The Arch: often spectacular in the afternoon when the formations to the east are bathed in a warm golden light. The walkway descending down to the platform offers an unusual perspective back towards the 12 Apostles. The more famous stacks can be viewed standing boldly against the cliff line they were carved from. The Arch perches precariously on a harder rock platform. In large swells its formation becomes more evident as waves mount the platform, thick heavy tomes gliding sleekly through the opening and cascading out the other side. Location: 6km west of Port Campbell.

Gables Lookout: the Gables Lookout perches above some of the tallest coastal cliffs in Australia. The trail from the car park snakes through a dense copse of sheoak to the lookout. Panoramas east and west along the coast are offered when you emerge from the shelter of the forest. Location: 20.5km east of Princetown. Turn off the Great Ocean Road 16km east of Princetown (signed Moonlight head).


The Grotto

The Grotto: many a visitor holds a special memory of their visit to the Grotto. Spray from waves can cast a fine mist over the low viewing area; sunshine does the rest filling the air with rainbow delights. The still, clear water in the open cave casts reflections in contrast to the dynamic moving water of the ocean directly behind it. Location: 3km east of Peterborough.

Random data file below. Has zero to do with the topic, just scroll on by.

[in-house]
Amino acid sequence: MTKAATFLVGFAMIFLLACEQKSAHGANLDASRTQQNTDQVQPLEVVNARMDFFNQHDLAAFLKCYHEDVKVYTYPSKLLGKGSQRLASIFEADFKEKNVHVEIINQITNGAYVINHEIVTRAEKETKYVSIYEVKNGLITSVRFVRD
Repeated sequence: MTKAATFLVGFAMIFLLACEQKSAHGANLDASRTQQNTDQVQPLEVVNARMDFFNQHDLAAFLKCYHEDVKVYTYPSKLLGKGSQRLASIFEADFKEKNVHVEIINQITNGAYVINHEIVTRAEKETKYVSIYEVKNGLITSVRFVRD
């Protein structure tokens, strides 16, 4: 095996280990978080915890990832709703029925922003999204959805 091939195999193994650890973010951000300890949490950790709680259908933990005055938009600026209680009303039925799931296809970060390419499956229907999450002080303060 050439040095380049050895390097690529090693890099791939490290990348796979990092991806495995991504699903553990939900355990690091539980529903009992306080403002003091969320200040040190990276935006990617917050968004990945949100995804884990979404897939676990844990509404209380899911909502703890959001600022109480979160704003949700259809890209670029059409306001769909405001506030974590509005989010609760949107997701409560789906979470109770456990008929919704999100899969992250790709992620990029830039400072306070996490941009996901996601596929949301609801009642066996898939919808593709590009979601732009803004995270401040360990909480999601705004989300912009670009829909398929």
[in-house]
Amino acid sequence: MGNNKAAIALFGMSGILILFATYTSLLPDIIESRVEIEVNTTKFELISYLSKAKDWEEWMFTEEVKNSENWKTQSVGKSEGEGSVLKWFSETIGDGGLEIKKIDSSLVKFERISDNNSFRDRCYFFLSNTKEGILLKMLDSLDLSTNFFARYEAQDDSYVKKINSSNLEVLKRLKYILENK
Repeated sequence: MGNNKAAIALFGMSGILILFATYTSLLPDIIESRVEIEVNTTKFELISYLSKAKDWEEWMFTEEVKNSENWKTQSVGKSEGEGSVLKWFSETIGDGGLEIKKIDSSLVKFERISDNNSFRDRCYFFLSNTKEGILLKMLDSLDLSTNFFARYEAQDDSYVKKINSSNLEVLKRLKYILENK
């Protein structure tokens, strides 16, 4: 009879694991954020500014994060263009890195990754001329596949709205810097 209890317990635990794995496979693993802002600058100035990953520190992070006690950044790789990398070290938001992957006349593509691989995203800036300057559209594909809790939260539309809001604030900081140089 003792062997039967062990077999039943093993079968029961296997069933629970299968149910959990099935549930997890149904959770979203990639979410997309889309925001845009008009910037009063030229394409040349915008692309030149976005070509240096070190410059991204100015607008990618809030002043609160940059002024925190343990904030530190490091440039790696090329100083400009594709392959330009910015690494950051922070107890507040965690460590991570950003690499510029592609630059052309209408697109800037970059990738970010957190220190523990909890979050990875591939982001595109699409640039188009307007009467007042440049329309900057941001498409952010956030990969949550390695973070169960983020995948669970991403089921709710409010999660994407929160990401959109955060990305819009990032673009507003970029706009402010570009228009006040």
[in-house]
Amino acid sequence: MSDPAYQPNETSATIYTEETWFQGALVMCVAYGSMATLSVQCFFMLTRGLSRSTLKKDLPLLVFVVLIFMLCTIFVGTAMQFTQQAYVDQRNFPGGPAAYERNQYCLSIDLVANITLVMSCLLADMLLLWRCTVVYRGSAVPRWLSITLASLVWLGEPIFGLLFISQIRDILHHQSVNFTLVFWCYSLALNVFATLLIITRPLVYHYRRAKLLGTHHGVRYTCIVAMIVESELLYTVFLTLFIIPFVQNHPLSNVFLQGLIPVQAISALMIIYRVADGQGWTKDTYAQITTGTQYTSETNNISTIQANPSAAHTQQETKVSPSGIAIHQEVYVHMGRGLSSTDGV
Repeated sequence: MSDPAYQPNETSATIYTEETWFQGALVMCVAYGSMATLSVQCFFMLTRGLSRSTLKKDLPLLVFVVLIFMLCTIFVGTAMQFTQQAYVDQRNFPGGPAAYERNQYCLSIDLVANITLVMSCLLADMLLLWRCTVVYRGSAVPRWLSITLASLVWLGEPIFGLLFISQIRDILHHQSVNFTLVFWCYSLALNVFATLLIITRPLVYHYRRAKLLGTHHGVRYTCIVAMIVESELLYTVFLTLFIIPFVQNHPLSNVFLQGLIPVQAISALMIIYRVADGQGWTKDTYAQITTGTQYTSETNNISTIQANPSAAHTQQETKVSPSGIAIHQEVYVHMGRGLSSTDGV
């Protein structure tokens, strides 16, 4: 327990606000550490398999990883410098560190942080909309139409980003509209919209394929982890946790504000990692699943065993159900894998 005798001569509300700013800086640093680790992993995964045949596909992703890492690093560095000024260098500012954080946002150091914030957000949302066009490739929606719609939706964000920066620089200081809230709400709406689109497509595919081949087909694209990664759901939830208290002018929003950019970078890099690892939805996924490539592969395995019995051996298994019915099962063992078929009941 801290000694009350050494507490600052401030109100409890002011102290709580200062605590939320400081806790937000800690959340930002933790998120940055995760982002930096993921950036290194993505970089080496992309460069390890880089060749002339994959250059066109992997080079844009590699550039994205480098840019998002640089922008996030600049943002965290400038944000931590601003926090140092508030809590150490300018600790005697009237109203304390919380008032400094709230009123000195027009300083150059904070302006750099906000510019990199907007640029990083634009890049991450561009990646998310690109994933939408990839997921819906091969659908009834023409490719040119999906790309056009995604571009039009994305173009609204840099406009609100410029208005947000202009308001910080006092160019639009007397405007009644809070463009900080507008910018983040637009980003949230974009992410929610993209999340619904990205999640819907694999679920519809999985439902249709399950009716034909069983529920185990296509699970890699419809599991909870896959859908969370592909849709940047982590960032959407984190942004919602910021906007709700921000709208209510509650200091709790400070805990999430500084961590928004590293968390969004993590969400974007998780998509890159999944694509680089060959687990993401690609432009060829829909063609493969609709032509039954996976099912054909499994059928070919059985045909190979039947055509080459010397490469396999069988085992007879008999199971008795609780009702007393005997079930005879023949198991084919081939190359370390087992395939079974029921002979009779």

For travellers who continue following the coast towards the South Australian border, beyond Warrnambool and the Great Ocean Road are Port Fairy (historic fishing village; boutique, antique, art and craft shops); Lady Percy Island; the city of Portland (Victoria's oldest settlement); Cape Bridgewater (photo right - scenic coastline; fairy penguin rookeries and seal colonies); Tower Hill State Game Reserve; Lower Glenelg NP (Princess Margaret Rose Cave). Over the South Australian border are the towns of Mt. Gambier (crater lakes; picturesque sink holes), Port Macdonnell (coastal scenery), Penola (Coonawarra wine region), Millicent and Robe. Adelaide is a half day's drive away.

Allow a minimum of 2 days if you intend to drive from Melbourne to Adelaide via the Great Ocean Road.

Returning from Warrnambool to Melbourne via the Princes Highway, this inland route takes in the towns of Terang, Camperdown (lakes; volcano craters), Colac, Winchelsea and Geelong. If you have the time and wish to include other parts of western Victoria in your journey, head north from Warrnambool to Ararat, which makes a good base from which to explore the surrounding region.

Close by are The Grampians National Park; the Pyrenees wine region; the village of Great Western (historic wine cellars) on the way to Stawell. Return to Melbourne via Beaufort, the historic mining city of Ballarat and Baccus Marsh. Allow a minimum of 4 days for the round trip.





The Twelve Apostles


Loch Ard Gorge and Island Arch


The Grotto


Gibsons Beach


Great Ocean Road near Lorne